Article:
"I cried for Papa for a year, Aunt Kate. And if she loved him so much, she wouldn't have gotten herself another husband."
"Now there you are wrong. If anything, Isabella loved John too much. She was far too lonely after his death. I only wish she would have come back here for a while, for I am sure I could have helped her."
"She was so lonely that she could not wait a decent year after Papa died to marry again," Amanda muttered. "But I don't want to talk about it. If you don't mind, would you ask Molly to make me some willow bark tea for my headache?"
Making good her escape, she climbed the stairs to her room, where she sat facing the lace-curtained window, looking out over the garden below. The sun shone brightly, as though everything was right with the world, as though it didn't care that Isabella Sandoval had left it.
For a long time she did not move, telling herself that it didn't matter, that her mother had loved Gregorio more than her. She closed her eyes, trying to recall Isabella — her perfect profile, her shining black hair, her delicate olive skin, her petite, slender figure. The image of her mother came to her, and once again she felt the brief brush of Isabella's lips on her cheek, her last kiss before she left for Boston.
When she'd been small, when Big John had still been alive, she'd wanted to be just like her mother. But it hadn't happened. No, she was tall, and instead of black hair, hers was auburn like Big John's. Instead of her mother's perfect complexion, she'd inherited her father's fairness down to the smattering of freckles across her nose. All she'd gotten of the Ybarras were her brown eyes, and even those weren't nearly so dark as she remembered her mother's.
What a pair they'd made — the beautiful Isabella and the big, handsome Irishman. Even after more than ten years Amanda still couldn't think of him without wanting to cry. While her mother had given birth to her, it had been Big John who'd given her life, who'd cherished her, who'd shared his great, grand plans for Ybarra-Ross with his daughter.
And he'd made Ybarra-Ross, like everything about him, seem bigger and better than anything else. There were three things in this world he'd found worth loving, he'd told her — his wife, his daughter, and his land.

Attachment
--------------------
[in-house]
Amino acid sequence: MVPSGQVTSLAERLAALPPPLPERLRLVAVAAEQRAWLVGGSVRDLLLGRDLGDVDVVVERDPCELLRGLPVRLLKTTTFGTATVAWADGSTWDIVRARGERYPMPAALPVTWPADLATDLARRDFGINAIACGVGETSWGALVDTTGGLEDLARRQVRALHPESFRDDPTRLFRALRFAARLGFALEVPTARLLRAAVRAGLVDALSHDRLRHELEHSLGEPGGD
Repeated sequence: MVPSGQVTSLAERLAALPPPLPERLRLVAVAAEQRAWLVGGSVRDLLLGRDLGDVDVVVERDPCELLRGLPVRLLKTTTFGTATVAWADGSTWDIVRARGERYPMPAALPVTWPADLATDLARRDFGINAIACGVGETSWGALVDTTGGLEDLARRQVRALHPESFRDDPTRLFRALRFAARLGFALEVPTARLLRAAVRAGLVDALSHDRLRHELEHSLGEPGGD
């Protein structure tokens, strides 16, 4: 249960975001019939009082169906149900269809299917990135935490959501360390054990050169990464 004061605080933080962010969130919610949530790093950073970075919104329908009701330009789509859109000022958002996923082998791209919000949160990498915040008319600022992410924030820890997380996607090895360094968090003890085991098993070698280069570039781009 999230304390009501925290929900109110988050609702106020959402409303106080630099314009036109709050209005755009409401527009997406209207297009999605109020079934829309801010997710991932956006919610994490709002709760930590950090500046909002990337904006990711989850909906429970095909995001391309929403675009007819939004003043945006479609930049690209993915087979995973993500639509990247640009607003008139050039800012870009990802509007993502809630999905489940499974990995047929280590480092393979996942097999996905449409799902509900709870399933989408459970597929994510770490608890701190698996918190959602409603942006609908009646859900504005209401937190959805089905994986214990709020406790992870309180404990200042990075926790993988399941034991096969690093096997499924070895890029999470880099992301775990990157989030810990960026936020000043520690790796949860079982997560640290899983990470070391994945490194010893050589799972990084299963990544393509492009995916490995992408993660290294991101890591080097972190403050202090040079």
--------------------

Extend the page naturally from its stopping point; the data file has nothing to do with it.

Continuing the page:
Tears welled in her eyes, spilling over — tears not only for him, but now also for her mother. Leaning forward, she rested her head against the windowsill and finally let a dam of ten years' making break. And once it happened, she cried and cried, sobbing until her breath came in gasps. Big John was gone forever. And she'd never see her mother again, not even to make peace with her. All that was left of them was the Ybarra-Ross they'd both loved.
"Amanda?" Her aunt followed with a rap on the door. "Amanda, Mr. Donnelly has come to see you," she called through the door. "He wishes to express his condolences to you."(Continues…)
Excerpted from "Comanche Moon"
Copyright © 1995 Anita Mills.
Excerpted by permission of Diversion Publishing Corp..
All rights reserved. No part of this excerpt may be reproduced or reprinted without permission in writing from the publisher.
Excerpts are provided by Dial-A-Book Inc. solely for the personal use of visitors to this web site.
Most Helpful Customer Reviews
Clash of Indian & white cultures both well represented Dialogue & leads insecurities were real life Exciting action packed plot you feel emotion in the Romance liked very much to me better than lonesome Dove series because of HEA!
Skipped the sex scenes. They weren't necesary to make this a great read.